Stimulus Compromise Cuts Education Spending

Published on
by
The Detroit Free Press

Stimulus Compromise Cuts Education Spending

by
Todd Spangler

WASHINGTON -- Some more
details are available for the compromise stimulus package expected to
be voted on in the U.S. Senate early next week and they show that much
of the cuts came at the expense of education spending.

A
compromise deal between majority Democrats and a handful of Republicans
was announced Friday evening, with spending on the legislation being
cut to $780 billion from what had ballooned to more than $920 billion.
With three or four Republicans on board, Democrats believe they can
break the 60-vote barrier and move the package President Obama has been
calling on to jumpstart the struggling economy.

Sen.
Ben Nelson, a Nebraska Democrat involved in the compromise negotiations
with Republicans Susan Collins of Maine and Arlen Specter of
Pennsylvania, posted a breakdown on his Web site showing that the
compromise cuts all $16 billion from the original bill for K-12 school
construction, trims more than $1 billion from Head Start programs for
youngsters and cuts $40 billion from a $79 billion proposal to help
states pay education costs while trying to balance their own budgets.

Some $3.5 billion would be cut for work on higher education facilities as well.

Speaking
Friday night, Michigan's senators - Democrats Carl Levin and Debbie
Stabenow -- both said that while much of the cuts were in education, it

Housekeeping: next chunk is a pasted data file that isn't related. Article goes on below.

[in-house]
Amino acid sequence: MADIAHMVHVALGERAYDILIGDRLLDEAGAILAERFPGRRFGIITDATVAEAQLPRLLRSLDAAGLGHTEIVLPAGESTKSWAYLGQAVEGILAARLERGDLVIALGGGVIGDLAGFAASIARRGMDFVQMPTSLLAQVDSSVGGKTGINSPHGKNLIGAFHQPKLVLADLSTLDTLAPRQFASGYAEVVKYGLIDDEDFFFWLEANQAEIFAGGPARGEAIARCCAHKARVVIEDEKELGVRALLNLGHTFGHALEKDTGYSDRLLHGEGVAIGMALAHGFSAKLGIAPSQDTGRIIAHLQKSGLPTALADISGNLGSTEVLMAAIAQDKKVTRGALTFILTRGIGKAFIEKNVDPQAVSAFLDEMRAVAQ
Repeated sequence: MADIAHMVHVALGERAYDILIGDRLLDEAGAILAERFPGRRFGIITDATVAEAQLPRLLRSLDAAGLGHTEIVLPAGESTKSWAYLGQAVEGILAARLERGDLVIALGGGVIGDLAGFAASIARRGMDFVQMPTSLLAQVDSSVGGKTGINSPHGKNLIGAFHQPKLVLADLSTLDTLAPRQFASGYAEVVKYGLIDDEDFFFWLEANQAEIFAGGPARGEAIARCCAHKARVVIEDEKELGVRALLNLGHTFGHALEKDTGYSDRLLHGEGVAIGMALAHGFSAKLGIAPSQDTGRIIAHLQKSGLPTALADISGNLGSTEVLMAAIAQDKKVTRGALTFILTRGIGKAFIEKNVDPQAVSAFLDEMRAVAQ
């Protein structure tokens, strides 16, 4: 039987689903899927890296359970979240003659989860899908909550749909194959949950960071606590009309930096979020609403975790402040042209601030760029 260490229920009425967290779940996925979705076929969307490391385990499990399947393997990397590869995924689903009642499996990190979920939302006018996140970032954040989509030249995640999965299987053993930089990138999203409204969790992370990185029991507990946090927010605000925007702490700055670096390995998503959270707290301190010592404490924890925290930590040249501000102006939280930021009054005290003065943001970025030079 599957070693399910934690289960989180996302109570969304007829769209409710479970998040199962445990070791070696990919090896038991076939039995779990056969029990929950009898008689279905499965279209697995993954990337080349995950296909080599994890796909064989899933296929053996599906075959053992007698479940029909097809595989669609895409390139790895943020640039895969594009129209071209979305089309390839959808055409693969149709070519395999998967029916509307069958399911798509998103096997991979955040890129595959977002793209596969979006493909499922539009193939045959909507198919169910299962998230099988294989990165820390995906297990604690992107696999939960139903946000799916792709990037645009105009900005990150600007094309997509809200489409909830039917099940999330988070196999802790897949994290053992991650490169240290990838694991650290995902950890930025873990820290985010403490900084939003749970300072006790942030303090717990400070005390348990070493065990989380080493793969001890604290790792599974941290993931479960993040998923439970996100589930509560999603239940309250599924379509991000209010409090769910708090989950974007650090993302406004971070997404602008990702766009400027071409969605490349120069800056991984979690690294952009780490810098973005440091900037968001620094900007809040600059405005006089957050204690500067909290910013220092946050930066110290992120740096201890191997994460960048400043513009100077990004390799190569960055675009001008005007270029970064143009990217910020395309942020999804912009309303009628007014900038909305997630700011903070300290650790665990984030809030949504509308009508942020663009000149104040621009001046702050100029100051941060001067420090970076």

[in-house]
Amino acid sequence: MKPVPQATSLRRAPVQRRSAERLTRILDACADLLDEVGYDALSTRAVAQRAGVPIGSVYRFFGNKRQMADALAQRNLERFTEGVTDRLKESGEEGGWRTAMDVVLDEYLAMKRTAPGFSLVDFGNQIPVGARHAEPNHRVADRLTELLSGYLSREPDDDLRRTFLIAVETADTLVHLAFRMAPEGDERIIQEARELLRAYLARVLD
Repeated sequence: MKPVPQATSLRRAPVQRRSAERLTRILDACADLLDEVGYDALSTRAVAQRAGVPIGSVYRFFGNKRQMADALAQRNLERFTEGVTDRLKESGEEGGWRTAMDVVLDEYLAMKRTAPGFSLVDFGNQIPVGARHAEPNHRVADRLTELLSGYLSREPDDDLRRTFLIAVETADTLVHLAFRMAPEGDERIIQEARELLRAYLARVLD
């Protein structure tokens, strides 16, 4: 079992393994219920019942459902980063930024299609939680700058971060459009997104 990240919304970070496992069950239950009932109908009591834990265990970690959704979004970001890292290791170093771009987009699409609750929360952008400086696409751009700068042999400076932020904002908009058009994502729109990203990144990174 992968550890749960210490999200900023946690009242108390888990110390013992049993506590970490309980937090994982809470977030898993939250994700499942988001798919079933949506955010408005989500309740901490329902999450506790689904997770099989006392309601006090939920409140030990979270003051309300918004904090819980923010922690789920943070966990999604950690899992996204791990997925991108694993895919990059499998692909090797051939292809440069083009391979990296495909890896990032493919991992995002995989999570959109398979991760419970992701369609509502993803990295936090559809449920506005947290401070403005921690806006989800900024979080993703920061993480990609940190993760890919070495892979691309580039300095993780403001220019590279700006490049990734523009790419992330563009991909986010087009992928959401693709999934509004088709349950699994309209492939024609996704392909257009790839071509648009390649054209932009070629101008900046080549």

still provided more funding for education than the federal government
does for education programs in its typical annual budget. And the
stimulus plan will be in addition to the regular budget to be approved
later in the year.

Debate on the bill was expected to continue on the Senate floor today.

Public
housing and poor neighborhoods may have taken a hit too in the
compromise. The breakdown shows $1.25 billion less to make public
housing more energy efficient -- leaving $2.25 billion for that purpose
-- and all of a $2.25 billion request to help stabilize neighborhoods
by buying up abandoned or neglected properties would be cut.

Also
cut was $5.8 billion in money for programs to help prevent disease. It
was also expected that the bill -- when it passes the Senate -- would
make some changes to an income tax cut and a program for the federal
government to pay a portion of the premium that would allow people
losing their jobs to keep their health insurance from their former
employers.

Republican
had argued throughout the week that the legislation was too expensive
and included spending that would not create jobs. On Friday night, most
of their number in the Senate continued to make that complaint, though
it appeared enough GOP members were swayed to ensure passage.

A
final vote was expected early in the week, perhaps Tuesday -- which
would set up a conference committee with the House to hammer out
differences.

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